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Cold-weather tests for chopper
Crews use frigid temperatures in NWT capital to check for cold weather capability

Erin Steele
Northern News Services
Published Monday, February 10, 2014

A helicopter that was originally supposed to be cold-weather tested in Iqaluit is currently enduring sub-zero temperature-testing in Yellowknife. This follows testing earlier this year of an air bus by a related company in Nunavut's capital.

NNSL photo/graphic

Olivier Gensee, left, Michel Oswald, Patrick Simon and Philippe Braca are among a team of 11 people in Yellowknife from France to perform cold weather testing on a EC175 helicopter. The helicopter is currently certified to -15 C, but the crew hopes to receive certification for -40 C. The testing was originally supposed to happen in Iqaluit. Earlier this year an Airbus jet owned by a related company to Airbus Helicopters was cold-weather tested in Iqaluit. - Erin Steele/NNSL photo

The prototype EC175 chopper in Yellowknife has already received certification for -15 C but the crew is aiming to extend that to -40 C.

"We park the helicopter outside for at least 10 hours, and then see if it starts," said Olivier Gensse, who is the aircraft's pilot and part of an 11-person team from France to perform the testing. If the craft starts, the crew performs a test flight in which everything is recorded and then analyzed.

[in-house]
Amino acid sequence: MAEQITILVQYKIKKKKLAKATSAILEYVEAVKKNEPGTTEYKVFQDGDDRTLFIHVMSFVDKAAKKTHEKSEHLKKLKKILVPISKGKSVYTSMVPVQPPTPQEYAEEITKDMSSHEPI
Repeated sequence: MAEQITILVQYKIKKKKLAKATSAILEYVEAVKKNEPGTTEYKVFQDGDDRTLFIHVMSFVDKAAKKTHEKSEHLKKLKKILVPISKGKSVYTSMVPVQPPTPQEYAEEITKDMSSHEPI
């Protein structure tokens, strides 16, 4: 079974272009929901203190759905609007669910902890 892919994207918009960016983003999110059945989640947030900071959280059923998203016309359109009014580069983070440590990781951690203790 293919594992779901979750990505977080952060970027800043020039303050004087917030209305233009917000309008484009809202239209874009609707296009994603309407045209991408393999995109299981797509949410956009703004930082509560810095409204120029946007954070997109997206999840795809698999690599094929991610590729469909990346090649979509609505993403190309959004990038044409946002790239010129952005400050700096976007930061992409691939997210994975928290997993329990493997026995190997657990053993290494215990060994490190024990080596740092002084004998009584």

"We test it in the worst conditions," said Gensee.

He added there is nothing to specifically in place keep the oil or fuel from freezing in such temperatures, though the testing could alert the company - Air Bus Helicopters - to such a need.

Aside from the crew, the team includes a representative of EASA, which is the French equivalent to Transport Canada, who performs the certification.

Airbus Helicopters sells their choppers to customers all over the world. This particular one, according to Gensee, is a 16-seater most often sold to companies that use it to travel to offshore oil rigs, he says.

The ideal helicopter would be certified from -40 C to 50 C, Gensse said, and there is equivalent hot-air testing performed in much

warmer places.

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